114, a “game” gets a little out of hand, when Robert pretends to be the pig, and the others pretend to hunt him, but then they become more serious and actually hurt him. He is not killed, however. Eventually, Jack and some of the other boys split apart from Ralph and his “group.” Jack and his hunting band kill another pig savagely, reveling in its agony. The “peak of their decline” was when they killed Simon, calling him a beast, during the storm. Then Piggy is killed, and the conch is shattered, and that is when I consider them to be at the absolute lowest in society: nothing more than savages.
He even gathers most of the other boys to go on a hunt with him. When Ralph found out that they had left the fire unattended he was angered, especially because it was the hunter’s responsibility to tend to the fire. When the other boys had returned, they were chanting Kill the pig. Cut her throat. Spill her blood.
The rumors of its existence scare the smaller children, but also become the catalyst for Jack and his group to indulge their savageness, due to their desire to hunt it down and kill it. The boys are driven to madness because of it. This “beastie” is the titular Lord of the Flies, or Beelzebub, who in the New Testament is identified as the Devil – a symbol of evil. When one of the characters, Simon, stumbles across the beastie it is revealed that it is a pig’s head on a stick. The pig was brutally stabbed by Jack and his hunters in a frenzy, as the pig squealed in pain.
After one of the new groups hunts they cut off a sows head and put it on a spear, and stuck in the ground as an offering to the beast. Simon sees the dead man for what it really is and when he sees the pigs head it talks to him and tells him that his theory that the beast is actually just the boys fear of the unknown and it reveals itself to be the Lord of the Flies. When he goes to tell the other boys what he found out they mistake him for the beast and kill him out of fear. Jack's tribe realizes they cannot make cooking fires without Piggy's glasses so they ambush Ralph and the others in the night and steal Piggy's glasses. When Ralph, Piggy, Sam, and Eric go to speak with Jack's tribe to get Piggy's glasses back Ralph and Jack end up fighting, Sam and Eric get taken prisoner, and Roger kills Piggy.
Jack`s face painting influences the boys to such an extreme that they lose their individuality alongside with their ability to make civilized decisions. He takes it a step farther by re-enacting the killing by substituting the pigs with real people. Jack’s sadistic side is visible, as he finds pleasure by killing and harming. Since the beginning Jack had been envious of Ralph`s position and greedy for power, and in order to satisfy his desire... ... middle of paper ... ...the unthinkable. William Golding Lord of the Flies articulates the idea evil residing within every human through three characters.
During the meeting Jack, a choir boy, decides to organize a group of hunters to hunt for food. As the story progresses, Ralph finds himself and Jack to be enemies. Then the "lord of the flies" begins to emerge within the group, many of whom begin to take on savage behavior, and end up killing Simon. Jack then decides to go and start his own tribe; he and a lot of the others do so. Even as the conflict increases between the two rivals, there is ongoing respect for the conch.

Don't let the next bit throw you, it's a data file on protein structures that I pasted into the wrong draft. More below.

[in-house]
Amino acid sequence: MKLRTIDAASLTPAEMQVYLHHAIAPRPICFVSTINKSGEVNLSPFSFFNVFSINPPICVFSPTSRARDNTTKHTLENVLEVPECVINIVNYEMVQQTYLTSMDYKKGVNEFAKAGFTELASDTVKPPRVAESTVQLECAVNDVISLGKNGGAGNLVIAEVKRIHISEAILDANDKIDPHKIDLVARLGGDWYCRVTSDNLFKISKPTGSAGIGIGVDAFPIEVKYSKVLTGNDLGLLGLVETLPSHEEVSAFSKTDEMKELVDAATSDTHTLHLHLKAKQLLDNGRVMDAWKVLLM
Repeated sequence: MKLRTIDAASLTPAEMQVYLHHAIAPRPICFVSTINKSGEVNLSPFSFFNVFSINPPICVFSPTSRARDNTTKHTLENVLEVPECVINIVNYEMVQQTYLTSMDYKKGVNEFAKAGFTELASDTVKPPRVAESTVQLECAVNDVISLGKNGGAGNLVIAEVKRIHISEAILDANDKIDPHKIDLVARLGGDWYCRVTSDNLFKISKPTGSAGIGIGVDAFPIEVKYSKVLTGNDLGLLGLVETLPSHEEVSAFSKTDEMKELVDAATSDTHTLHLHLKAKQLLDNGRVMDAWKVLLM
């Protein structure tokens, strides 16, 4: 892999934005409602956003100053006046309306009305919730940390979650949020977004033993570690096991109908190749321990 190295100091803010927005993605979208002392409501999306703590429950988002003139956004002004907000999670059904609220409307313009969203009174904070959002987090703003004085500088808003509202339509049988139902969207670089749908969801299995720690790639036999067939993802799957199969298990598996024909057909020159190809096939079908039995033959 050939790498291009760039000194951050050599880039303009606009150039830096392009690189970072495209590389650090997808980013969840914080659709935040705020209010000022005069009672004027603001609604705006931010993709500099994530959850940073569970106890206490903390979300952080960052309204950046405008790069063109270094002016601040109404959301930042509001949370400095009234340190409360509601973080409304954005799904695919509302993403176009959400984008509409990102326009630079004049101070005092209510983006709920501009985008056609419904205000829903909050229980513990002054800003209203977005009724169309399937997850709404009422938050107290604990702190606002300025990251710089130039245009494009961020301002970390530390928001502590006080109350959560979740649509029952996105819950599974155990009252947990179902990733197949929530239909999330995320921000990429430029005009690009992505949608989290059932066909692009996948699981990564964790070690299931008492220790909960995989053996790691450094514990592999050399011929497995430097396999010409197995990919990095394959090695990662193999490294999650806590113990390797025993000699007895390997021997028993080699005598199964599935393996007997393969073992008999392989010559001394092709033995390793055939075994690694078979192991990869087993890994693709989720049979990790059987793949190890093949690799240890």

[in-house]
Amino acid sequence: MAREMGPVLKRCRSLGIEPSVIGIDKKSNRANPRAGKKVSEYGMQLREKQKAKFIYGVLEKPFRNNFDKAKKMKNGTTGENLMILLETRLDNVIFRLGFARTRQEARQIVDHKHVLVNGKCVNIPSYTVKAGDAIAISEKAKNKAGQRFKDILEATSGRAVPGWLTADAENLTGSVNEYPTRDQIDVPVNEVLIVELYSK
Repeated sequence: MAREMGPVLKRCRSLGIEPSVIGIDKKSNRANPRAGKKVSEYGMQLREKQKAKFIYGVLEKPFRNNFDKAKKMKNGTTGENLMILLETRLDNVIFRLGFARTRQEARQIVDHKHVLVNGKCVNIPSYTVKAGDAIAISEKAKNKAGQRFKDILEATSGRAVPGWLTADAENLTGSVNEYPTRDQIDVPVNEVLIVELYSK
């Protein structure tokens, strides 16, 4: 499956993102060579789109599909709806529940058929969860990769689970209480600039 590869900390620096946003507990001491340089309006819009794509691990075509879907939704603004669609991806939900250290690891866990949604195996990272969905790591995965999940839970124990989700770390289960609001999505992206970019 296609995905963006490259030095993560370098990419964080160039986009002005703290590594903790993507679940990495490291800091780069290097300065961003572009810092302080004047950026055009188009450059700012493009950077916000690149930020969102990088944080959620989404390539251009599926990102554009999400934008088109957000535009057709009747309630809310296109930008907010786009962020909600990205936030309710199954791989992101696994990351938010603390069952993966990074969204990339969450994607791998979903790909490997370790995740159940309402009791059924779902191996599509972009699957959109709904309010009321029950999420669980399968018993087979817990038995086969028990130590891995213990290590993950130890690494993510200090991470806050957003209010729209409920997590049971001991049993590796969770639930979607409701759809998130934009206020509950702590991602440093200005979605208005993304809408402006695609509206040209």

After Jack’s failed attempt at leadership shortly after the arrival on the island, he becomes more and more obsessed with the desire of hunting and killing of pigs. However in instances where the pig is represented by Robert he still chants “Kill the pig! Cut his throat! Kill the pig! Bash him in!” and repeatedly jabs Robert (Golding 125).
As a final decent into the evil that has consumed him the pray becomes one of the boys as Ralph is hunted with the intent to kill, sacrifice and possibly even eat in an act of cannibalism. Before the evil began to grow in strength within Jack, he was a boy much like the others and like the others he found the concept of killing another living thing was not something easy to digest, but Jack learned. How ever hard it was for Jack to first kill a pig, spilling its blood on his bare hands, once he had first killed another living thing his path towards evil and savagery was well one its way. Early on in the novel we find Ralph, Simon and Jack walking through the forest when they come across a small pig tangled and caught in the creepers. Although Jack does have a knife with him his hesitation combined with the overwhelming reality of the situation keeps Jack stunned in his place and the pig escapes untouched.
Jack and his “hungers” have become obsessed with hunting and killing. They painted their faces and finally killed a pig. Finally Jack breaks away from Ralph’s leadership and he tells the others to follow him. He killed another pig and put the head of the pig on a stake, which symbolized The Lord Of The Flies. While Jack and the “hunters” were roasting the pig, Simon finds a dead man hanging from the rocks wearing a parachute.
To dehumanize someone means to deprive of human qualities or attributes. Such as in chapter 4, after a hunt, the boys reenacted the killing, with Maurice being the pig. As they grow closer to salvagery, the boys also grow more towards the line of being a human and an animal. Repeating another ritual dance, the boys come close to killing a boy acting as the pig. They get absorbed into the frenzy-like actions and forget that this human is actually a human.